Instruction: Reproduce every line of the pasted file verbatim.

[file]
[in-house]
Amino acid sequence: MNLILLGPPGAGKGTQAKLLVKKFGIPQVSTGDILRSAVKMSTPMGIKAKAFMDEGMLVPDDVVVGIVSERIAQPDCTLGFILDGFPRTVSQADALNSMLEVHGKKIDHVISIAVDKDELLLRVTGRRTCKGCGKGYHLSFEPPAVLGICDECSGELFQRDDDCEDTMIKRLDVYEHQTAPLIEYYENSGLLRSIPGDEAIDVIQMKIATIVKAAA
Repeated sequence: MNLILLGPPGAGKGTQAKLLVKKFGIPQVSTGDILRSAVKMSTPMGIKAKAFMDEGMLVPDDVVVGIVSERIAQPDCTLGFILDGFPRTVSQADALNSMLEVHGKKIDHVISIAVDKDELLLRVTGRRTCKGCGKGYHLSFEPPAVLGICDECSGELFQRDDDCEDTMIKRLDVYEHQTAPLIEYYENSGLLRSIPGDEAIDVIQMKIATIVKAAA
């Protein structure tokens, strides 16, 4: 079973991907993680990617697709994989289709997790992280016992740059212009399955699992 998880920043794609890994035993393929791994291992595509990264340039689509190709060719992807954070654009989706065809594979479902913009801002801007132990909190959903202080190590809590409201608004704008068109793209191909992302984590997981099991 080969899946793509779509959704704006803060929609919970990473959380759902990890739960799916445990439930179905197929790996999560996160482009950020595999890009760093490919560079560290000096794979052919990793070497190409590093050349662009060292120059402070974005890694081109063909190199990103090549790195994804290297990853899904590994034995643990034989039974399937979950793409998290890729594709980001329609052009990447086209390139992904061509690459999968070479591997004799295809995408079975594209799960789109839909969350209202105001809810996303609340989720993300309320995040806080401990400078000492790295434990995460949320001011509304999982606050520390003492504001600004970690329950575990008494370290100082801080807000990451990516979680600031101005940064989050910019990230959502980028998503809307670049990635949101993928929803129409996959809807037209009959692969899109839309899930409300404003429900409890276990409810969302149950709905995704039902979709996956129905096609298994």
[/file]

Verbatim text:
[in-house]
Amino acid sequence: MNLILLGPPGAGKGTQAKLLVKKFGIPQVSTGDILRSAVKMSTPMGIKAKAFMDEGMLVPDDVVVGIVSERIAQPDCTLGFILDGFPRTVSQADALNSMLEVHGKKIDHVISIAVDKDELLLRVTGRRTCKGCGKGYHLSFEPPAVLGICDECSGELFQRDDDCEDTMIKRLDVYEHQTAPLIEYYENSGLLRSIPGDEAIDVIQMKIATIVKAAA
Repeated sequence: MNLILLGPPGAGKGTQAKLLVKKFGIPQVSTGDILRSAVKMSTPMGIKAKAFMDEGMLVPDDVVVGIVSERIAQPDCTLGFILDGFPRTVSQADALNSMLEVHGKKIDHVISIAVDKDELLLRVTGRRTCKGCGKGYHLSFEPPAVLGICDECSGELFQRDDDCEDTMIKRLDVYEHQTAPLIEYYENSGLLRSIPGDEAIDVIQMKIATIVKAAA
């Protein structure tokens, strides 16, 4: 079973991907993680990617697709994989289709997790992280016992740059212009399955699992 998880920043794609890994035993393929791994291992595509990264340039689509190709060719992807954070654009989706065809594979479902913009801002801007132990909190959903202080190590809590409201608004704008068109793209191909992302984590997981099991 080969899946793509779509959704704006803060929609919970990473959380759902990890739960799916445990439930179905197929790996999560996160482009950020595999890009760093490919560079560290000096794979052919990793070497190409590093050349662009060292120059402070974005890694081109063909190199990103090549790195994804290297990853899904590994034995643990034989039974399937979950793409998290890729594709980001329609052009990447086209390139992904061509690459999968070479591997004799295809995408079975594209799960789109839909969350209202105001809810996303609340989720993300309320995040806080401990400078000492790295434990995460949320001011509304999982606050520390003492504001600004970690329950575990008494370290100082801080807000990451990516979680600031101005940064989050910019990230959502980028998503809307670049990635949101993928929803129409996959809807037209009959692969899109839309899930409300404003429900409890276990409810969302149950709905995704039902979709996956129905096609298994």